Riley noted in Conquering Units that Cate had aphasia (the loss of ability to understand or express speech caused by brain damage). Though Cate was found in Poughkeepsie in August, he had trouble speaking and it wasn’t until October that enough of his memories came back in order that he could fully understand who he was. Riley wondered “what became of Dr. Cate, or Dr. Cate’s soul, during those six months, from April to October, 1903? Such a question might be answered by the psychologists theologists, but it is doubtful.”

But was Cate suffering from a mental illness, perhaps brought on by a trigger, or was he simply using his knowledge of psychiatry to escape his problems? He “was known to have certain peculiarities” per the NY Post of April 29th, 1903 and might have been having financial problems when he suddenly lost a great deal of cash and went AWOL for six months. His in-laws could not be bothered to help find him. 

And in 1905, he did it again.

Dr. Cate had signed a death certificate for Carrie Brouwer, the wife of Dr. Frank R. Brouwer, a doctor in his mid-thirties of Toms River, NJ, who had died after complaining of headaches and severe indigestion. Cate ascertained that she had suffered from Bright’s disease (an antiquated term for kidney disease). Her family suspected foul play and her life insurance company began to investigate. As the investigation moved forward, it was thought that Dr. Brower asked Dr. Cate to falsify the death certificate to cover his alleged crime as Brouwer was accused of poisoning her. Before he could appear in court to testify, on December 9th, 1905, Dr. Cate went missing once more.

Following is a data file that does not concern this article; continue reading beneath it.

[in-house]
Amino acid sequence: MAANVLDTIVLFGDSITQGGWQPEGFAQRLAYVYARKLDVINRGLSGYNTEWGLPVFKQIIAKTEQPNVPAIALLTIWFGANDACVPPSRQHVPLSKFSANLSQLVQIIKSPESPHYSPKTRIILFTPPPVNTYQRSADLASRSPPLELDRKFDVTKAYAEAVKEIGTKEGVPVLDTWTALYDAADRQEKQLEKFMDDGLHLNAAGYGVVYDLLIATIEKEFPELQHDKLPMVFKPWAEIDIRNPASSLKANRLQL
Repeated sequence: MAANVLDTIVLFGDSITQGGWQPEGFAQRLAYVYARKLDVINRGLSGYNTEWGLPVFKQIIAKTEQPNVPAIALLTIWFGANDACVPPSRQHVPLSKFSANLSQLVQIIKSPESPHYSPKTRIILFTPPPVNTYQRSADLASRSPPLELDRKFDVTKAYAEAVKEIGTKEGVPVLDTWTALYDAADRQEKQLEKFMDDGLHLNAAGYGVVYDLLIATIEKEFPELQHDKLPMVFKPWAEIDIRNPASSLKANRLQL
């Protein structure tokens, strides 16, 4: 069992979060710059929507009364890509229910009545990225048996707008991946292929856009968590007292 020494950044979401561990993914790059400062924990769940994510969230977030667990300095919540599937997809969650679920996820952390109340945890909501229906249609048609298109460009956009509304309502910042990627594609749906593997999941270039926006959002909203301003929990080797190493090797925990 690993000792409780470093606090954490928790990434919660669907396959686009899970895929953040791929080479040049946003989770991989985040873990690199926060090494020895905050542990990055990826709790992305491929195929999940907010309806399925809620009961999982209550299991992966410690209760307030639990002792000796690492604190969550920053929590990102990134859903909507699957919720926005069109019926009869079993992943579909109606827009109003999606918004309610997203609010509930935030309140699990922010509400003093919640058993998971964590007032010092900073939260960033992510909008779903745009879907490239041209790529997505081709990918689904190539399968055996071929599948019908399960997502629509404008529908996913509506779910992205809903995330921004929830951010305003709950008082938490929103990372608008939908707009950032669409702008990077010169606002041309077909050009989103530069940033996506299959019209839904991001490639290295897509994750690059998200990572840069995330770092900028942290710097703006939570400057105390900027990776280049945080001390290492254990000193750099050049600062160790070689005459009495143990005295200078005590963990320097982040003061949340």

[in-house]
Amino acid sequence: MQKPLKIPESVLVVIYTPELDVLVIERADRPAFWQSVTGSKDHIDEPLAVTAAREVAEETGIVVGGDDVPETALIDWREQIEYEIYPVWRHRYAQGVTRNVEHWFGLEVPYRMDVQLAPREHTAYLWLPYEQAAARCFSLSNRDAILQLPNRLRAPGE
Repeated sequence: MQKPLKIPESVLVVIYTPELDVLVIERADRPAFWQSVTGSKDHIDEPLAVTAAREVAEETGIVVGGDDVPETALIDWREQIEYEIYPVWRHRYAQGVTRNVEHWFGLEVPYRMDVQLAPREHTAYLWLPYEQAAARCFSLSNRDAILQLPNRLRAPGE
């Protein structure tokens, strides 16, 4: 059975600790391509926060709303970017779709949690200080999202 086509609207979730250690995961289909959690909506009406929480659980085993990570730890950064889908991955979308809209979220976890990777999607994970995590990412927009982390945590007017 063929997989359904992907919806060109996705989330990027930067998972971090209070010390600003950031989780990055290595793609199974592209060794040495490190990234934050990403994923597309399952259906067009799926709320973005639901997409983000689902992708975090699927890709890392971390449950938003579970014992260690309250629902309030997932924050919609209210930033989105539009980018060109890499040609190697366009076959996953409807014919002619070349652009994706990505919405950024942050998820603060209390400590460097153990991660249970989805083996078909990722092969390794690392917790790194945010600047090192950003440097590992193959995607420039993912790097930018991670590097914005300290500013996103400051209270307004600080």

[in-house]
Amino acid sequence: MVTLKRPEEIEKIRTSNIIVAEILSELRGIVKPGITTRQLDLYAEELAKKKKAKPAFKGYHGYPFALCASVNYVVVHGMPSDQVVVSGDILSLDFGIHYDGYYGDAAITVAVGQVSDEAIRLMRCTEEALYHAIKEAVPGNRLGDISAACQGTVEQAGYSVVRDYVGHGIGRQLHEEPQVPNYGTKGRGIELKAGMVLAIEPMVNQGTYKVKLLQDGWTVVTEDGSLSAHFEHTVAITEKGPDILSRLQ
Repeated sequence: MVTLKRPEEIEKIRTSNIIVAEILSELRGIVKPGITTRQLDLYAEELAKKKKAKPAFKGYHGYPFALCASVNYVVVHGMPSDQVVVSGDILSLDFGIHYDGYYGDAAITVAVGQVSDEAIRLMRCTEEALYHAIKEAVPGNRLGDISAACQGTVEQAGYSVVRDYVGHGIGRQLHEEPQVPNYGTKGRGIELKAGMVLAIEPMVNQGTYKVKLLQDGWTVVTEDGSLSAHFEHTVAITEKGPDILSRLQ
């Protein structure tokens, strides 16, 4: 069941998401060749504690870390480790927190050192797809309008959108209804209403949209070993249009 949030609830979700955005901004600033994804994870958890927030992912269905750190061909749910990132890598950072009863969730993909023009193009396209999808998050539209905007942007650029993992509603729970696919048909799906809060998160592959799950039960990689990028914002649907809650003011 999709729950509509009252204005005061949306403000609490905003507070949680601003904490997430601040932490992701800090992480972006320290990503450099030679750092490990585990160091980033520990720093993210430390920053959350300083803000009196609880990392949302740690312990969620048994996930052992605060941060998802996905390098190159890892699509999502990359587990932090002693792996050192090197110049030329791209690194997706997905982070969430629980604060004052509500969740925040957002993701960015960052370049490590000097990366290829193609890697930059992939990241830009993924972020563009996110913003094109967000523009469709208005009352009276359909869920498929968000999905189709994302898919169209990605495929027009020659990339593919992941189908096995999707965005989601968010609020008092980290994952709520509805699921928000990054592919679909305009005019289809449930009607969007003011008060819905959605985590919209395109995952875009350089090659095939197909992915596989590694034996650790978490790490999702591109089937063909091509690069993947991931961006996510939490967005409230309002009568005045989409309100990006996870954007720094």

He resurfaced on December 26th, wandering into a police station in Springfield, MA, again in an amnesiac state. The papers said he had become confused in Albany and had been travelling from city to city since then hoping to jog his memory. Why did he wait until the 26th to try to see if the police could help him? He recognized a photo of himself but when questioned about the Brouwer case or anything else, he was mum or answered with “I don’t know.” The New York Sun reported that he gave the police the name “George Avery” because “someone called him by it on the street.” Luckily, “H.H. Cate” was written in or stitched inside his jacket. Had he not taken his coat off for almost a month? Was he lying, or was he truly temporarily insane? His new brother-in-law, Mr. Shinn went to Springfield and shepherded him to the same asylum he was committed to in 1903 in Goshen to recover. After a while he recovered his memory and did give testimony in the case, defending Brouwer who was acquitted in 1906.